You’ve decided take the plunge and outsource some work to a subcontractor. So, you ask a couple of colleagues for recommendations and they suggest Susie Sub. They say Susie is a hard worker with a variety of skills and she’ll do an excellent job for you.
So you contact Susie Sub and agree upon a rate for your client’s project, sign a contract and you hand over the specifications. You expect Susie to have her work finished by the next week because of the glowing recommendations.
The next day, you email Susie for an update, thinking she might have some questions. As the project manager, you want to give her support. By that night though, you hear nothing back from Susie and start feeling a little worried.
You’re thinking there’s probably a good explanation. You figure she’s probably working so hard on your project, she’s forgotten all about email. She’ll answer your email the next morning.
Three days later and you’re anxiously trying to contact Susie. You’ve called her, emailed her, tried to reach her in every way possible and there’s still no response.
Another day goes by and the client is asking questions, wanting to know how the project is going and asking for a few changes to the original project. You still can’t reach Susie and your stress level goes up, so you start working on the project yourself. You’ll have to work as fast as you can through the next day and night but aren’t sure if you can complete it by the due date.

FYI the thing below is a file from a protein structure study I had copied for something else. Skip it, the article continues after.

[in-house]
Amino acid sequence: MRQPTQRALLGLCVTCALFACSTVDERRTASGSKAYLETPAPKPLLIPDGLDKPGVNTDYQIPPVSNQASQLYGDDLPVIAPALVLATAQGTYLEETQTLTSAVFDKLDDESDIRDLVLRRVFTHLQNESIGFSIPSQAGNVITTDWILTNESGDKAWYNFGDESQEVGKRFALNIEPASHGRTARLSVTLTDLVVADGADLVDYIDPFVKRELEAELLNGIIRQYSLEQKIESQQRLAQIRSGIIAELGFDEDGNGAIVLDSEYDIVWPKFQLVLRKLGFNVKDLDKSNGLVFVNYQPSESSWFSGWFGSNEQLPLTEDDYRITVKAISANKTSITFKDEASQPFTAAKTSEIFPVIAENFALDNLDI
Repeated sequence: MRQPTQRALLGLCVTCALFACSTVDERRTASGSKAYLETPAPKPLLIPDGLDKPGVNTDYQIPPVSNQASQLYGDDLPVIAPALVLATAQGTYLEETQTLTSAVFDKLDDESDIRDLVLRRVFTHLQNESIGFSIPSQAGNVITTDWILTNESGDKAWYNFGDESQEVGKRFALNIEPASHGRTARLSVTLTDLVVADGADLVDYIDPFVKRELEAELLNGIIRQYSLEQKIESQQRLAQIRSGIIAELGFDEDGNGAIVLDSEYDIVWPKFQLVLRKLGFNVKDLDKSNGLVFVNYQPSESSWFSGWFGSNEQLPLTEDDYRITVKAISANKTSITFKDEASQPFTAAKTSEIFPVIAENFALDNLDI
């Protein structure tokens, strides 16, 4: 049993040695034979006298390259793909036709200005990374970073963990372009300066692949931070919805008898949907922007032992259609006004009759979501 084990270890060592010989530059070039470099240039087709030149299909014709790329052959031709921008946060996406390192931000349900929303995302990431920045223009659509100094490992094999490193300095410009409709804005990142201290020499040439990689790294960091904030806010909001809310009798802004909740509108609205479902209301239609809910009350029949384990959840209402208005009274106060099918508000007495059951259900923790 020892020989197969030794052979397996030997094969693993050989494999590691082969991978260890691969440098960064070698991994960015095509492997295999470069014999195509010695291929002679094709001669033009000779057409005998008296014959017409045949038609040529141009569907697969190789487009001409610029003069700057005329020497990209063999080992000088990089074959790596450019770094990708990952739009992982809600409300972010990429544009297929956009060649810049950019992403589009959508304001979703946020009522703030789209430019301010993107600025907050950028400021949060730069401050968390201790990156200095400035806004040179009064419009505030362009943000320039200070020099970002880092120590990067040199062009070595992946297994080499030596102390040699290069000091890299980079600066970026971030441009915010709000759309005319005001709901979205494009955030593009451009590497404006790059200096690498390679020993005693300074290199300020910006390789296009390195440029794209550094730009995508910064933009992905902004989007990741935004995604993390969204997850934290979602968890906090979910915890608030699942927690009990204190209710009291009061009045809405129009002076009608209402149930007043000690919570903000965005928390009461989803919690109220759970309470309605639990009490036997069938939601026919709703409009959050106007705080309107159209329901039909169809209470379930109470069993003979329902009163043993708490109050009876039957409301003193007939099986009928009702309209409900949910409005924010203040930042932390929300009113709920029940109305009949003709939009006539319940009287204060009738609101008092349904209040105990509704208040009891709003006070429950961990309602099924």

Finally Susie emails you. She’s been visiting her friend out of town and there was no Internet. She did work on your project though and it’s all complete, right on time. You go through it, and the work is excellent. But she caused her so much stress that you almost don’t care.
The moral of this story:
When you outsource work to a subcontractor or multi-VAs, always give a probationary or trial period to test if they’re suited to work with you.
A trial run would have helped you discover that Susie has a habit of not communicating during a project, even though she does the work, does it well, and does it cheerfully.
This situation may be difficult to handle and you need to make a choice. Either you can handle Susie’s silence because of her excellent work, or you’re going to be so stressed out by the absence of communication during the project that you can’t possibly work with her.
A trial period can also bring out other problems:
1. Work isn’t finished on time.
2. Refusal to follow your instructions.
3. Negative attitudes.
You may not notice all the problems during a trail period, but you can take quick action to address those that do, and possibly save yourself some headaches.
During the time you’re testing your subcontractor, make sure you are paying her. You may go ahead and sign a contract, including a provision for the trial period.
After a trial period is over, mentor your subcontractor and offer constructive feedback. The reason your colleagues may not worry about Susie is they’ve worked with her for years and know she always comes through. It’s important to tell Susie or other virtual assistant team members that you expect communication throughout the project. They may be happy to oblige.
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